Politics Inside Out

Is fiscal responsibility out the window?

Kai Ryssdal and Andrea Seabrook Nov 15, 2016
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Melania Trump, US President-elect Donald Trump, House Speaker Paul Ryan and Vice President-elect Mike Pence meet at the US Capitol in Washington, DC, on November 10, 2016.  NICHOLAS KAMM/AFP/Getty Images
Politics Inside Out

Is fiscal responsibility out the window?

Kai Ryssdal and Andrea Seabrook Nov 15, 2016
Melania Trump, US President-elect Donald Trump, House Speaker Paul Ryan and Vice President-elect Mike Pence meet at the US Capitol in Washington, DC, on November 10, 2016.  NICHOLAS KAMM/AFP/Getty Images
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You guys had some questions about how Congress will work with a Trump presidency and whether fiscal responsibility will be out the window over the next four years.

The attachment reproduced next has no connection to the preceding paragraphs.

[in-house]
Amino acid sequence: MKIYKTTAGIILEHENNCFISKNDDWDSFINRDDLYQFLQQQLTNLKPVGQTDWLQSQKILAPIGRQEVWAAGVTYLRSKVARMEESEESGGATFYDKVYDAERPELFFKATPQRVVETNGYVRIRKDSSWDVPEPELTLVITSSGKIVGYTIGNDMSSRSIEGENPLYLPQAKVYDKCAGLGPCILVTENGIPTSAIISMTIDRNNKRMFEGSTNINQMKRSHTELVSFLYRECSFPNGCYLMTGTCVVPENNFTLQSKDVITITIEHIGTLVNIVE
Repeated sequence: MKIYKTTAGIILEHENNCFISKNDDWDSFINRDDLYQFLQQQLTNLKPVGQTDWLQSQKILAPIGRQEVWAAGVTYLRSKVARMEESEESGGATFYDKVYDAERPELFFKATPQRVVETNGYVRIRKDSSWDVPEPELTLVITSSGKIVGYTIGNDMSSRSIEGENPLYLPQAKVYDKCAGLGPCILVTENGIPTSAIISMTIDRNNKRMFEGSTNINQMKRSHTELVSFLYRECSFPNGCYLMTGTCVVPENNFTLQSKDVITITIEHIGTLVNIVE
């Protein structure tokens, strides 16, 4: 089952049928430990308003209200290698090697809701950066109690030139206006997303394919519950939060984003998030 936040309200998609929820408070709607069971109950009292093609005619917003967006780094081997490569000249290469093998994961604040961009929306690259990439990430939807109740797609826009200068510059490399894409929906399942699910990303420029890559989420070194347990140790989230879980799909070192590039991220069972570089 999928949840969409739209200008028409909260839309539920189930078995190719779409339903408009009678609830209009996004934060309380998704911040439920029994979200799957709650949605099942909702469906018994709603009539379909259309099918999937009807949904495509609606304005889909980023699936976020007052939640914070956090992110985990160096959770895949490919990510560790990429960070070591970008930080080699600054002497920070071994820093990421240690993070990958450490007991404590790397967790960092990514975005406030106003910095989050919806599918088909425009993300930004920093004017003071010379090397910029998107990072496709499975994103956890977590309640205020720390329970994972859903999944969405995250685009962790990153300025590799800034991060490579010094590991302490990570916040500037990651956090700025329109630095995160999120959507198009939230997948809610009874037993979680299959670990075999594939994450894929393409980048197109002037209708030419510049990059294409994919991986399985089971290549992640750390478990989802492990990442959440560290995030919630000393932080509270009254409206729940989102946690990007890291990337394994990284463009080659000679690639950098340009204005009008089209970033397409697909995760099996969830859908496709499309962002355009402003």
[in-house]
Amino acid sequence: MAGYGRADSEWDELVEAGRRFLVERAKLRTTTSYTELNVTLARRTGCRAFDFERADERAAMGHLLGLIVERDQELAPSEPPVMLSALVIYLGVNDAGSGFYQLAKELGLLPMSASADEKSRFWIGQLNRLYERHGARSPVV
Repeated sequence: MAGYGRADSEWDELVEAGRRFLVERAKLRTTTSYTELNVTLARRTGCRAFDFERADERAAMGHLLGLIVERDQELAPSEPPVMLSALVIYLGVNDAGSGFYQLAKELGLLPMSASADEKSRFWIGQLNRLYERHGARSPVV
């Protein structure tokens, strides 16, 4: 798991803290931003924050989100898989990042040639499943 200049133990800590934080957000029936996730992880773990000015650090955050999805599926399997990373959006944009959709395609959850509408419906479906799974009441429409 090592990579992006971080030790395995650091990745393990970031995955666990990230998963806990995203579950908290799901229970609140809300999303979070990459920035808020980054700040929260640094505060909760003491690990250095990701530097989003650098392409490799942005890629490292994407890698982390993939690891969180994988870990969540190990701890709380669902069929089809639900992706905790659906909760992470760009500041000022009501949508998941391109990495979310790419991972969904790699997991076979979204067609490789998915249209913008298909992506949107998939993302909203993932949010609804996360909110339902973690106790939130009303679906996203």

We’re tackling some of that today on the podcast starting with listener Jim Gordon, who asked: “How much can Trump directly affect policy with existing checks and balances? Will we see interest rates rise?”

Here’s Washington Bureau Chief Andrea Seabrook:

One of the things we’ve been talking about in our editorial meetings is that the one area that Donald Trump really negotiated or consulted even with Republican leadership in the House and Senate was on economic policy, specifically taxes and spending. And so in many ways the Donald Trump tax policy mirrors the Paul Ryan tax policy, and there’s a good reason he did that. Paul Ryan is a policy wonk, he is the head of the House of Representatives, and anything that is going to happen, speaking of checks and balances, on economic policy when it comes to major spending and tax changes, has to go through the House of Representatives. Budget bills must be originated in the House of Representatives, they can’t even be originated in the Senate. It is the power of the purse, which is a big power in this country.

Got questions about the election aftermath, Trump’s first 100 days or the the American economy over the next four years? Tweet them at @Marketplace@kairyssdal or @RadioBabe.

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